Europe’s Kids Are Moody and Depressed
By Bruce Stokes, Director of Global Economic Attitudes, Pew Research Center
Special to Foreign Policy
The future belongs to the young. So how the next generation feels and thinks matters to people of all ages. As much as baby boomers may lament it, it is millennials — those coming of age in this new century — who will shape the world’s economic and geopolitical destiny for years to come. At a time of renewed economic turmoil in Europe, growing tensions with Russia, and new evidence of China’s European ambitions, how Europeans ages 18 to 33 see their prospects, their ability to shape the future, and Europe’s relations with Russia, China, and the United States promises to have a profound effect on Europe’s role in the world.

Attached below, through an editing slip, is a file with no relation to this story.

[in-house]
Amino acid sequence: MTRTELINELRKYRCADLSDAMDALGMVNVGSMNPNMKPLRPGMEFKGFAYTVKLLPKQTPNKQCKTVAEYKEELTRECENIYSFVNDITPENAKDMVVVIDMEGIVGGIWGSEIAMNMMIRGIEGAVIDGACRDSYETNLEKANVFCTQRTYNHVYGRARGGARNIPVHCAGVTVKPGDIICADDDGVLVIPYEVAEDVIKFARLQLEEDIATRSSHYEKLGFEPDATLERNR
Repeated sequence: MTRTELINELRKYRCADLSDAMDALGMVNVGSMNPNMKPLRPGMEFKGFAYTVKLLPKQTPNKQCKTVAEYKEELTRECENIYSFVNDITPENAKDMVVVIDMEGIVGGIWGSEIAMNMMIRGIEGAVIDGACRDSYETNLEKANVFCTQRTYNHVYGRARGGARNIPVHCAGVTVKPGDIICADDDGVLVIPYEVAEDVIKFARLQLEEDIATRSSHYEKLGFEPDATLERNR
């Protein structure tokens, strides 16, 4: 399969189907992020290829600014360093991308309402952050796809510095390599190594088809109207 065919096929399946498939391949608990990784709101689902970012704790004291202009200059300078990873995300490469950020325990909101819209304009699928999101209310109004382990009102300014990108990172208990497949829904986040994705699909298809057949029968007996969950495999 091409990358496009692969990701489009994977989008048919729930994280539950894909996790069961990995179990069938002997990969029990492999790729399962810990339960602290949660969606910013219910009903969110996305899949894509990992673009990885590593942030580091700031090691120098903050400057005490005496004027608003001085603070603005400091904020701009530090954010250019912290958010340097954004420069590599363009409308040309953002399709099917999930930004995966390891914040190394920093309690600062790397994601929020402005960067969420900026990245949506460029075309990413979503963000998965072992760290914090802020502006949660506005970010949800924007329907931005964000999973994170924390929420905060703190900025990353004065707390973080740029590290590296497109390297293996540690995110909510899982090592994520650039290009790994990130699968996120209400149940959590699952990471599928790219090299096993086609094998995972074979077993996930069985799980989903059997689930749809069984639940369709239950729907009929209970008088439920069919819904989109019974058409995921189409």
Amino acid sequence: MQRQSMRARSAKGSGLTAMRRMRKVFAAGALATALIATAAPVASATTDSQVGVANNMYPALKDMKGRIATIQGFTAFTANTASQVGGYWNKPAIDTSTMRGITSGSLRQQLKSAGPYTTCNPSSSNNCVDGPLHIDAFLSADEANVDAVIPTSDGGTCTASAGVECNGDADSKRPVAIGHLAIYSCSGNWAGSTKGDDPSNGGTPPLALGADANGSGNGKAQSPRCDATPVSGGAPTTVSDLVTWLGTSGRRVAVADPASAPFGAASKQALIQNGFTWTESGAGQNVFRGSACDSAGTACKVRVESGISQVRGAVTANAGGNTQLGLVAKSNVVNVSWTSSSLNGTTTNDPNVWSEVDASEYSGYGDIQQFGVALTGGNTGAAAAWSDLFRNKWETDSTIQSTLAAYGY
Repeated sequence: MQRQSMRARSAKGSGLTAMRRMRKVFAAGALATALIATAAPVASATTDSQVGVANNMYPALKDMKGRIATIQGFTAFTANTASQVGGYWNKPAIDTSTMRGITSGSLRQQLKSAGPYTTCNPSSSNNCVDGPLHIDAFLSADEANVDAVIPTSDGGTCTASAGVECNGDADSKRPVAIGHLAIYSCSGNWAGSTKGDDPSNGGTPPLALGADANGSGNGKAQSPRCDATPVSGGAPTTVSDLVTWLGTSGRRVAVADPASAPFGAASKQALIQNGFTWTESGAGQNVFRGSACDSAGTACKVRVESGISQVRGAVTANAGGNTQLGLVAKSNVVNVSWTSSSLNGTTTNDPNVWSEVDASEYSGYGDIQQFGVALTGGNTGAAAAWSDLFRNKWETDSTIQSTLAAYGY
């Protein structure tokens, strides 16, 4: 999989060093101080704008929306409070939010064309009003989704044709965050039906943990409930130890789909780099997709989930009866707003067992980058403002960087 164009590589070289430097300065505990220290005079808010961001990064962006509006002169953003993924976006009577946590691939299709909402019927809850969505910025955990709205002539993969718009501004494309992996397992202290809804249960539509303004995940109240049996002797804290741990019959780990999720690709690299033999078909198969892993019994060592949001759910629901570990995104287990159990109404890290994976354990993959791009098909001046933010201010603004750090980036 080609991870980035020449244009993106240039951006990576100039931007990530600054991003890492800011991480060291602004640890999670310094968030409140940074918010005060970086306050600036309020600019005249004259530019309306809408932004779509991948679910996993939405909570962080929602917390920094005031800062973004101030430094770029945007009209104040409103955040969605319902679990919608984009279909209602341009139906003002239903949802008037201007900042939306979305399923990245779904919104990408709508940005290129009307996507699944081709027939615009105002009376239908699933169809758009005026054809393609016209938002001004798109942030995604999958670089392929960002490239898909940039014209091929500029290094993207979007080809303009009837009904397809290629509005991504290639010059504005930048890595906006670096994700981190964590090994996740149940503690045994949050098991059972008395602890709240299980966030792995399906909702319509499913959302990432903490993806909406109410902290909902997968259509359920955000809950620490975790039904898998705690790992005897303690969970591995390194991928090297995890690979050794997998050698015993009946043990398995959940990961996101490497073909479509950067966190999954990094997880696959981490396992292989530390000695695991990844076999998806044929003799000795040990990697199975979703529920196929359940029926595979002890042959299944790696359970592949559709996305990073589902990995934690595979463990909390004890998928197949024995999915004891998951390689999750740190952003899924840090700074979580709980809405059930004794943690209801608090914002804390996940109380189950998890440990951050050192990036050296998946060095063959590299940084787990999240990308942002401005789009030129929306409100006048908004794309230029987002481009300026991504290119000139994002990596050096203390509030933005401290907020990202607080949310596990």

Given Europe’s status as one of America’s largest trade and investment partners and its principle military and diplomatic ally, the sentiments of Europe’s millennials are of vital current and future interest to the United States.
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